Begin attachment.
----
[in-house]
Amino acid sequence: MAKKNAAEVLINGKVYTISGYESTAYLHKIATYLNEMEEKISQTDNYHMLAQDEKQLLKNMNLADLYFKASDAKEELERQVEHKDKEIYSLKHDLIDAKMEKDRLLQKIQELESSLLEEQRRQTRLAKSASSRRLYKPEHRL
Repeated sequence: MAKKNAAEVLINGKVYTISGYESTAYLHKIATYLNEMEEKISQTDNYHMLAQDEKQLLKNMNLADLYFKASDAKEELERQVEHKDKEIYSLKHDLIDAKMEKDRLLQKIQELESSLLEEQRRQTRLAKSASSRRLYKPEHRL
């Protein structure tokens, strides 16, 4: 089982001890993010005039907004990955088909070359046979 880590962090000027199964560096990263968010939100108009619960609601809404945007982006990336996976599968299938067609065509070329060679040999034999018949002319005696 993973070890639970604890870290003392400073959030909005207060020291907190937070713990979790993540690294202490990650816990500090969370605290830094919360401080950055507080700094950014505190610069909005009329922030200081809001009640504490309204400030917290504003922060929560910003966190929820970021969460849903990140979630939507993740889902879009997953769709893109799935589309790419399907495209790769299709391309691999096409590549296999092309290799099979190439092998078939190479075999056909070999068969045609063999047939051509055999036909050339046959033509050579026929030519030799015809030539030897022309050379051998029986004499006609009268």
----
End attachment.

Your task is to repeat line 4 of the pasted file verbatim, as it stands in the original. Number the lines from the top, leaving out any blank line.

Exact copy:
């Protein structure tokens, strides 16, 4: 089982001890993010005039907004990955088909070359046979 880590962090000027199964560096990263968010939100108009619960609601809404945007982006990336996976599968299938067609065509070329060679040999034999018949002319005696 993973070890639970604890870290003392400073959030909005207060020291907190937070713990979790993540690294202490990650816990500090969370605290830094919360401080950055507080700094950014505190610069909005009329922030200081809001009640504490309204400030917290504003922060929560910003966190929820970021969460849903990140979630939507993740889902879009997953769709893109799935589309790419399907495209790769299709391309691999096409590549296999092309290799099979190439092998078939190479075999056909070999068969045609063999047939051509055999036909050339046959033509050579026929030519030799015809030539030897022309050379051998029986004499006609009268």